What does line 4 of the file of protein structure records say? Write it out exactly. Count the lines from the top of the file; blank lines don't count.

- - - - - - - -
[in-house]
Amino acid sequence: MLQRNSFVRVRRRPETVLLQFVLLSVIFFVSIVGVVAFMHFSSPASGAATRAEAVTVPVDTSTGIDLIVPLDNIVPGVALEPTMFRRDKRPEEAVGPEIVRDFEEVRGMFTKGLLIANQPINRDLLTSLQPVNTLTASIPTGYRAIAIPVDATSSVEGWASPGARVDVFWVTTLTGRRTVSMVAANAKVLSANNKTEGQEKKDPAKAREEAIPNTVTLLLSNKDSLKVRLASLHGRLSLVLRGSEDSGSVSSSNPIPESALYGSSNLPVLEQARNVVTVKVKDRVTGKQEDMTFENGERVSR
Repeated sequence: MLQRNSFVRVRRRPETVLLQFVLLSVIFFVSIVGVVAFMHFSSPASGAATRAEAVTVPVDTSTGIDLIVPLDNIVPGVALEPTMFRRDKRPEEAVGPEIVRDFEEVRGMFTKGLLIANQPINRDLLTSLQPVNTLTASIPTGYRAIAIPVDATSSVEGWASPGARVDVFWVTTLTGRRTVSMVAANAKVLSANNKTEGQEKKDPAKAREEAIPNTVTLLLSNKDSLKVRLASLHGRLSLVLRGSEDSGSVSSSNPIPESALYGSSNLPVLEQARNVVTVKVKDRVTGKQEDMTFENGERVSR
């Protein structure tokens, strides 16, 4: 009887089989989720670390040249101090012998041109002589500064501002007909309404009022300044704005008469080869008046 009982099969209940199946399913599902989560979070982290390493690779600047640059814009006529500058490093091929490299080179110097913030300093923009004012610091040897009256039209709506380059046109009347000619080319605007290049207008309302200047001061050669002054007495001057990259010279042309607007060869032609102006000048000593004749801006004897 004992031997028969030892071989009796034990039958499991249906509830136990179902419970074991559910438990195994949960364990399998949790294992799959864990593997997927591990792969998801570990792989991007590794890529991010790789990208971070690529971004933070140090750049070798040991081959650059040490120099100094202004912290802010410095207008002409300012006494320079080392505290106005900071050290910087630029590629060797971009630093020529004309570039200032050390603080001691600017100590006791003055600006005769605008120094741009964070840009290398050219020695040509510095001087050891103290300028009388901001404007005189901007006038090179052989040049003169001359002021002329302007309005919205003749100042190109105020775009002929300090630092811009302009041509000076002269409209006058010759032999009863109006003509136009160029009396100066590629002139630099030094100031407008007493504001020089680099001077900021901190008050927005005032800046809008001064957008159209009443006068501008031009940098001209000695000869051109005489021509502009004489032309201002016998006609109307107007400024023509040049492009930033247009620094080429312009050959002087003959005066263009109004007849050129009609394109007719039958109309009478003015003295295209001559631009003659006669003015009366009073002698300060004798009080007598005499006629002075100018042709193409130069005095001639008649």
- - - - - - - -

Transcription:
């Protein structure tokens, strides 16, 4: 009887089989989720670390040249101090012998041109002589500064501002007909309404009022300044704005008469080869008046 009982099969209940199946399913599902989560979070982290390493690779600047640059814009006529500058490093091929490299080179110097913030300093923009004012610091040897009256039209709506380059046109009347000619080319605007290049207008309302200047001061050669002054007495001057990259010279042309607007060869032609102006000048000593004749801006004897 004992031997028969030892071989009796034990039958499991249906509830136990179902419970074991559910438990195994949960364990399998949790294992799959864990593997997927591990792969998801570990792989991007590794890529991010790789990208971070690529971004933070140090750049070798040991081959650059040490120099100094202004912290802010410095207008002409300012006494320079080392505290106005900071050290910087630029590629060797971009630093020529004309570039200032050390603080001691600017100590006791003055600006005769605008120094741009964070840009290398050219020695040509510095001087050891103290300028009388901001404007005189901007006038090179052989040049003169001359002021002329302007309005919205003749100042190109105020775009002929300090630092811009302009041509000076002269409209006058010759032999009863109006003509136009160029009396100066590629002139630099030094100031407008007493504001020089680099001077900021901190008050927005005032800046809008001064957008159209009443006068501008031009940098001209000695000869051109005489021509502009004489032309201002016998006609109307107007400024023509040049492009930033247009620094080429312009050959002087003959005066263009109004007849050129009609394109007719039958109309009478003015003295295209001559631009003659006669003015009366009073002698300060004798009080007598005499006629002075100018042709193409130069005095001639008649």